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I have an Ubuntu Server 10.04 application I've developed that receives messages over a UDP port. The ultimate purpose of this application is to receive messages sent from workers' 3G modems out in the field.

If use netcat on either another ubuntu Server or my Vista laptop (both on the same LAN as my test machine) to send a message, the message arrives correctly and appears in my application. However, if I go out to my car and use its 3G modem to send a message from the same Vista laptop, it doesn't work. If I run tcpdump -A, I see the message arrive correctly, but it's never delivered to my application. Clearly, the OS is the one making the choice not to deliver the messages (else they wouldn't appear in tcpdump nor would my app receive them when coming from local machines). I have not installed any firewall software on this machine, nor am I aware of anything installed by default that would block the traffic.

sudo iptables --list returns

Chain INPUT (policy ACCEPT)  
target     prot opt source               destination           

Chain FORWARD (policy ACCEPT)
target     prot opt source               destination         

Chain OUTPUT (policy ACCEPT)
target     prot opt source               destination     

I'm not too familiar with iptables, but it looks to me like that's telling it to not do anything.

What could be going on that's preventing my messages from being delivered?

Edit with requested information:

My local address is 10.222.110.79/24.

My tcpdump command is

sudo  tcpdump -i eth0 udp port 6203 -A -f -n

For the messages sent internally, tcpdump is showing

IP 10.222.110.75.60856 > 10.222.110.79.6203: UDP

The ones sent externally show

IP 108.116.172.0.3072 > 10.222.110.79.6203: UDP

(I assume the second message is reflecting the corporate firewall rerouting the message. I'm sending it to our public IP, and the firewall has a (temporary) rule that sends all UDP 6203 traffic to my dev box.)

This is my netcat command

nc -u 10.222.110.79 6203

And then I just type stuff in and hit enter to send. From outside, I replace the IP with our public IP, but don't make any other changes.

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You have correctly interpreted your iptables configuration. What does the network configuration of your local system look like (ip/netmask)? What does the ip address information look like on the packets you're capturing with tcpdump? What exactly does your netcat command line look like? –  larsks Jan 13 '11 at 1:02
    
When you use your 3G modem, if traffic arrives, try netcat as daemon on the port you app is listening (nc -ul <port> - you will have to stop you app), and check if messages are seen (just to double check there is no problem with your app handling external traffic). –  Torian Jan 13 '11 at 1:27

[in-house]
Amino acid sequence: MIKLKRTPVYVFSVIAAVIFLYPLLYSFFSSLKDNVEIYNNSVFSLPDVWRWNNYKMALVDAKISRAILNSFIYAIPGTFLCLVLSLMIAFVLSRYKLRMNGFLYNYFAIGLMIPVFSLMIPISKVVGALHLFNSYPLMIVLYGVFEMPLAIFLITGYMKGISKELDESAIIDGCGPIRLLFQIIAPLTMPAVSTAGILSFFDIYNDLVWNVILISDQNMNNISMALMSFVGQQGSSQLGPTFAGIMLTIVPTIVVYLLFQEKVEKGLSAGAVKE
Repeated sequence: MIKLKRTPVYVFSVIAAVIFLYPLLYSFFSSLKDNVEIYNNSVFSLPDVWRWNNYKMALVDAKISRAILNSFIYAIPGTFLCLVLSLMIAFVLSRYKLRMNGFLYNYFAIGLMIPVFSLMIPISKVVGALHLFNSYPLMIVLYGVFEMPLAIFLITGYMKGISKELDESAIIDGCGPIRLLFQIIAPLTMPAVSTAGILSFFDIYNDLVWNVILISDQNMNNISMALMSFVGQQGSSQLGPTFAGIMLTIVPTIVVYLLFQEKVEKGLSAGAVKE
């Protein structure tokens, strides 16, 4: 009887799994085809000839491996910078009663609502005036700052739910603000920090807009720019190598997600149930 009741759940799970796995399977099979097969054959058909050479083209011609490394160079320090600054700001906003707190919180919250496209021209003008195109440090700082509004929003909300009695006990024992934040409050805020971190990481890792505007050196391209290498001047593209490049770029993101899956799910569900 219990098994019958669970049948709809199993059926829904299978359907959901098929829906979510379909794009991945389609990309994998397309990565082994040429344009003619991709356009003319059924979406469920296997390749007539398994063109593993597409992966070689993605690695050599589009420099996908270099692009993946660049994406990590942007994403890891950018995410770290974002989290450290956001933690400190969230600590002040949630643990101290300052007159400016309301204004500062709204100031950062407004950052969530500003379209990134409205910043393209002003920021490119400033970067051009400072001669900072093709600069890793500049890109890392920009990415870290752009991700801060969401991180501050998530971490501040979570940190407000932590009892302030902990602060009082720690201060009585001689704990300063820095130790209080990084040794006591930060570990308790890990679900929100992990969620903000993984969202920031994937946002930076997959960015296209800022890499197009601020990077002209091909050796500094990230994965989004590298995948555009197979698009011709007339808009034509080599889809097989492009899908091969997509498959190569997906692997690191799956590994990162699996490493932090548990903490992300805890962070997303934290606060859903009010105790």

Thanks for the update...unfortunately, nothing there stands out. I have a new question for you: are you certain that the application is not seeing the packet? Specifically, I am curious if you have determined that the problem is with the request rather than the reply. Your questions suggests that you have verified that your application isn't seeing the incoming request, but I wanted to make sure. –  larsks Jan 13 '11 at 1:48
    
Yes, I'm sure. The first line of my message received event handler is printf("Got a message\n");, so if it makes it to my app, I'll know about it. I suppose there could be a bug in my UDP library that is only manifesting when messages come from outside. Would be a pretty strange one (especially since the destination IP address has been swapped out by the time it gets to my machine, so the library really shouldn't know the difference), but stranger things have happened. Thanks for the help. –  Warren Pena Jan 13 '11 at 1:55
    
I tried using netcat -l to receive messages on the UDP socket outside of my application, and it didn't receive them either, so I don't think it's a bug in my UDP library. –  Warren Pena Jan 13 '11 at 16:08
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2 Answers 2

I would start by removing 3G from the equation. It sounds like you have already done this, and have found it to work. If so, the 3G service may be blocking the UDP traffic. Alternatively, the UDP packets may simply not be surviving, UDP is designed for high-throughput, low-availability. The volatile 3G network is precisely the environment that TCP was designed for and is sub-optimal for UDP applications.

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The UDP traffic is surviving its trip through the cell network, as it's appearing in tcpdump on the server. My application is resistant to the occasional dropped message, and being able to guarantee the data usage of each message is valuable to my customers. –  Warren Pena Jan 13 '11 at 1:38
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up vote 0 down vote accepted

It looks like the problem was actually caused by Netcat itself. Initially, the 3G modem was misconfigured, which is why I fired up Netcat in the first place. I found out that, even though UDP is connectionless, Netcat does some funky stuff to simulate being connected over UDP. I won't claim to fully understand it, but somehow this was causing the data to not be delivered. Eventually, I ended up just letting the 3G modem do its thing without netcat running, and it worked. The data was delivered correctly. As soon as I fired up netcat sending test data again, the data stopped being delivered. Kill netcat, and it starts being delivered again. Bizarre.

Thanks for the help, everyone.

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